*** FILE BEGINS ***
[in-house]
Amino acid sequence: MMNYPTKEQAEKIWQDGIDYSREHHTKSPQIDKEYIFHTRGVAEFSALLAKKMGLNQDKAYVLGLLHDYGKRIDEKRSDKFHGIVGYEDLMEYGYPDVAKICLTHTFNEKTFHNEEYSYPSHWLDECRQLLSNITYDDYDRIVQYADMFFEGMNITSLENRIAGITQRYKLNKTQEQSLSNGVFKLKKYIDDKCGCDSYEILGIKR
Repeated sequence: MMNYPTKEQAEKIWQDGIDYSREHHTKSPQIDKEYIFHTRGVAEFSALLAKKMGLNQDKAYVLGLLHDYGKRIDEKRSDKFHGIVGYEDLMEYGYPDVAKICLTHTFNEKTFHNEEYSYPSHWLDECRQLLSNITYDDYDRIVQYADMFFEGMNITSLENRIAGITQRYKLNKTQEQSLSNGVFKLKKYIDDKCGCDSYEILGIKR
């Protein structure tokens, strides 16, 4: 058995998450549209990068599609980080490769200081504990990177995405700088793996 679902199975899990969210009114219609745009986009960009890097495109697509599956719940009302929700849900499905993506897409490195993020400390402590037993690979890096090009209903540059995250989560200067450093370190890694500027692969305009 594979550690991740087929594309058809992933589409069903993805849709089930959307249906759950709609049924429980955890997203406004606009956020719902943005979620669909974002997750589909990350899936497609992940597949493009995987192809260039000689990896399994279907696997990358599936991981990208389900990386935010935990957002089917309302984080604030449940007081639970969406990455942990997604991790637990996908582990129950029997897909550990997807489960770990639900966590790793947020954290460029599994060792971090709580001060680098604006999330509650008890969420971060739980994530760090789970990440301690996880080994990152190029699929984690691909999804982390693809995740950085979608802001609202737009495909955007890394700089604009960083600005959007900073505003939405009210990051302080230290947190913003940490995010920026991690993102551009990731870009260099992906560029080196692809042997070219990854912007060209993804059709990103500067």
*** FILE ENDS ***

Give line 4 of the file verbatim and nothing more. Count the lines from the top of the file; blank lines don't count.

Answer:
């Protein structure tokens, strides 16, 4: 058995998450549209990068599609980080490769200081504990990177995405700088793996 679902199975899990969210009114219609745009986009960009890097495109697509599956719940009302929700849900499905993506897409490195993020400390402590037993690979890096090009209903540059995250989560200067450093370190890694500027692969305009 594979550690991740087929594309058809992933589409069903993805849709089930959307249906759950709609049924429980955890997203406004606009956020719902943005979620669909974002997750589909990350899936497609992940597949493009995987192809260039000689990896399994279907696997990358599936991981990208389900990386935010935990957002089917309302984080604030449940007081639970969406990455942990997604991790637990996908582990129950029997897909550990997807489960770990639900966590790793947020954290460029599994060792971090709580001060680098604006999330509650008890969420971060739980994530760090789970990440301690996880080994990152190029699929984690691909999804982390693809995740950085979608802001609202737009495909955007890394700089604009960083600005959007900073505003939405009210990051302080230290947190913003940490995010920026991690993102551009990731870009260099992906560029080196692809042997070219990854912007060209993804059709990103500067």